I’ve always been quietly fascinated by Zillion: Unmistakably eighties sci-fi anime anything is like catnip to me and a chance purchase the Zillion: Let it Rock! album – all massive synths and OVA credit roll vocals – decades late only confirmed that I’d wasted a lot of time missing out on something I was sure to love. But why if I’m going to finally dive in properly thirty-three years too late would I start with the sequel? Is the first one really that bad?
I’ll be honest with you – I don’t actually know. I don’t think there’s any reason why someone should skip the original Zillion, but I do know there are only so many times I can almost but not quite find complete copies of the two games for sale at the same time before I come to accept I’m better off just going for whatever I can get my hands on and worrying about sorting out a proper order later. I can’t keep holding off on clean copies of the original because the only copy of the sequel available to buy looks like it needs respectfully burying rather than sticking in a cart slot or looking at a cheap copy of the later game and rolling my eyes at the overly-optimistic pricing sellers are asking for the first release. Anyway, all this indecisive trouble is how I ended up playing Tri Formation (AKA: Zillion II: The Tri Formation) for the first time in twenty-flipping-twenty, an action-platformer named (or subtitled, depending on your region) after the incredible piece of equipment J.J. of the White Knights uses over eight side-scrolling rounds against the evil forces of Baron Ricks: It’s a motorbike (that’s one form)! It’s a flying mech suit (that’s two)! And it also… squishes itself down for convenient portability when not in use (and that makes three)! Yes, really. As much as that last one amounts to nothing as far as the game’s concerned – there’s no Resident Evil 4 style case-packing minigame in here – in my opinion it’s not as much of a waste of an idea as it may first appear. You get to ride a futuristic motorbike equipped with nuclear turbo jumping that then folds up so small you can carry it around on your back? Who doesn’t think that’s impressive?!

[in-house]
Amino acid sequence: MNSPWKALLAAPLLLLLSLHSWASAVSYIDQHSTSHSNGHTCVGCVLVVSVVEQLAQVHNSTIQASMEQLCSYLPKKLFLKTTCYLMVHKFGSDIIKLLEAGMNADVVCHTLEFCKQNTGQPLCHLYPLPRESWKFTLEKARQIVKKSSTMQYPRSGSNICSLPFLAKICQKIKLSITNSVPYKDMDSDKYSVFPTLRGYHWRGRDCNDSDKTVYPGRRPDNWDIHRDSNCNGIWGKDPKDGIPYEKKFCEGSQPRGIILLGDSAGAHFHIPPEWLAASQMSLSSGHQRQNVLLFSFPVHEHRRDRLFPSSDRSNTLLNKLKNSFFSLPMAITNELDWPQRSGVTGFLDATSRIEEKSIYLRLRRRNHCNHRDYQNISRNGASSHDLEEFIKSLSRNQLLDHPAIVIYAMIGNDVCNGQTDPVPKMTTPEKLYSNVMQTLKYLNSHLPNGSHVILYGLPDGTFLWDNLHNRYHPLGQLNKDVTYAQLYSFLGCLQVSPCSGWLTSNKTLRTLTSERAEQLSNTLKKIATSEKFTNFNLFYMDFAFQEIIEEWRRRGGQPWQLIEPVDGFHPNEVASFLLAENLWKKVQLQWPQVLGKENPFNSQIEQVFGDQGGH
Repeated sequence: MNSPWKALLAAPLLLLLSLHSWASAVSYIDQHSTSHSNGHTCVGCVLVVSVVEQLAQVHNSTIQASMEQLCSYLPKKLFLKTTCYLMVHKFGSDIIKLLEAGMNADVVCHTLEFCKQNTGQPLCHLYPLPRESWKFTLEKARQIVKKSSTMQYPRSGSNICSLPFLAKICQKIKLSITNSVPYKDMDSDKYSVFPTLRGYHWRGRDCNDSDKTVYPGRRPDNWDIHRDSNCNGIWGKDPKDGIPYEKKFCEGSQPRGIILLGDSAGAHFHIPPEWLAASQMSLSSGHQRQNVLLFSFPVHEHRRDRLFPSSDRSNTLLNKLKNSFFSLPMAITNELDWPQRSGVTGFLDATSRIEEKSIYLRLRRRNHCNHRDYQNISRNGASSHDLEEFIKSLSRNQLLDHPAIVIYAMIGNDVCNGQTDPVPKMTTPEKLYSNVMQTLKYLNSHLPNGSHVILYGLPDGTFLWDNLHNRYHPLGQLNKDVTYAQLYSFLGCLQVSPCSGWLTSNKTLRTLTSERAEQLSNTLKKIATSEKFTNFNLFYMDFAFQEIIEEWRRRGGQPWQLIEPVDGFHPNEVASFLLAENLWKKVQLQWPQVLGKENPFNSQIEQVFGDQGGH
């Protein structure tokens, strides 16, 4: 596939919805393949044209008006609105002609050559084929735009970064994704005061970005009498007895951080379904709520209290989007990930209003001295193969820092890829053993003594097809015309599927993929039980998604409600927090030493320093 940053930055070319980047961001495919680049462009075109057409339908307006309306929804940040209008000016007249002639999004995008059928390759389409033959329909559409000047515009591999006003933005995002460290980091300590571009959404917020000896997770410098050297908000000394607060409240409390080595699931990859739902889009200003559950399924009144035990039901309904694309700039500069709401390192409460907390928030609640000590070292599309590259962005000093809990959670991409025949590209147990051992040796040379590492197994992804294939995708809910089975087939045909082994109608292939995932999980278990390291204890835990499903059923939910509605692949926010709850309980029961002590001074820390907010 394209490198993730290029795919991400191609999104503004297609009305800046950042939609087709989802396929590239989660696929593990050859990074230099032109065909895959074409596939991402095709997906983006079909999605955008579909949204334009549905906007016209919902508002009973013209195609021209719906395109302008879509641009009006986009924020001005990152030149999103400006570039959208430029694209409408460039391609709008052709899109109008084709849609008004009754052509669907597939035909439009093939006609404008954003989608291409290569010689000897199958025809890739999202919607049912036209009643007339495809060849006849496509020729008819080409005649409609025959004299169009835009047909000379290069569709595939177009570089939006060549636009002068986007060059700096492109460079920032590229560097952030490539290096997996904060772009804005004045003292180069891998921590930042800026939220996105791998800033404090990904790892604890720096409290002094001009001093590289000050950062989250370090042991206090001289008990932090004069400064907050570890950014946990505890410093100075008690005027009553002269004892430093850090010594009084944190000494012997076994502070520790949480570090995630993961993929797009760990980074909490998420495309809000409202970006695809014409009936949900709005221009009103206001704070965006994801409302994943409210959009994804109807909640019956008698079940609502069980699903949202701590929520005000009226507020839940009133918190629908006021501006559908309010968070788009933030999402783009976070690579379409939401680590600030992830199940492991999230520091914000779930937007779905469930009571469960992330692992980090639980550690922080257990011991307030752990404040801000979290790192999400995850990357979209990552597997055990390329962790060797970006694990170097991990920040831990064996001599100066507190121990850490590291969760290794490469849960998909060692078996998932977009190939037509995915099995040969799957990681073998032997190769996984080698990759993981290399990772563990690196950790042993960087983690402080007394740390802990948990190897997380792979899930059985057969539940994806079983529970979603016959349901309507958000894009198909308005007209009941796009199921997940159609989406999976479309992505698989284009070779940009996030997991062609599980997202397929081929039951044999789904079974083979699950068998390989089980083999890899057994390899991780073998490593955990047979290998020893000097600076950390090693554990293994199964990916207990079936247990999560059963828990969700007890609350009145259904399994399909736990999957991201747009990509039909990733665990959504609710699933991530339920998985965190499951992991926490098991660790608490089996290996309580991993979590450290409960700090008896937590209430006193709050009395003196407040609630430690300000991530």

Another aspect of the game that becomes more impressive the more you think about it is the rigidity of Tri Formation’s level structure: Odd numbered stages are always forced-scrolling bike or flying suit stages (it’s even possible – although not always recommended – to switch back and forth between the two at will, which frankly makes my not-so-inner child squeak with joy), while even stages will always see J.J. leaping between platforms and zapping a horde of infinitely respawning enemies with his mighty Zillion gun as he goes. Constructing the game in such a uniform manner is pretty darned clever, making the repeated use of limited assets feel if not less any obvious then at least much easier to forgive: If a game outright states that stages two, four, six, and eight are going to feature ledges and elevators then it would only be unreasonable to complain when they appeared on cue, especially if it looks as good as Tri Formation does. Sprites are uniformly large and detailed, made of bright colours and strong poses that really capture the spirit of the game’s TV counterpart. J.J. himself is a whopping forty pixels high when standing up – an incredible fact all by itself (to give you a broad idea of how big that is: Master System Sonic is about thirty pixels high and NES Mario 3 Super Mario is just a little shorter) – but when you see him hanging low off the side of his motorbike to shoot crouching enemies or strike a pose worthy of an OVA VHS cover every time he fires his gun you have to take a minute to appreciate the craftsmanship that’s gone into the pixel art. I’m especially fond of J.J.’s prone sprite, partly because it’s so rare to see a hero really get down flat on the floor like that but also because he looks like the sci-fi hero when he does it. J.J.’s leg’s slightly bent as if he’s ready to leap into action at a moment’s notice, his gun arm out in front and held in a position that shows he’s looking straight down the sights, with the other out to the side to keep him steady. It’s only a single static sprite but it says an awful lot about the character – and about the talents of the pixel artist who drew him.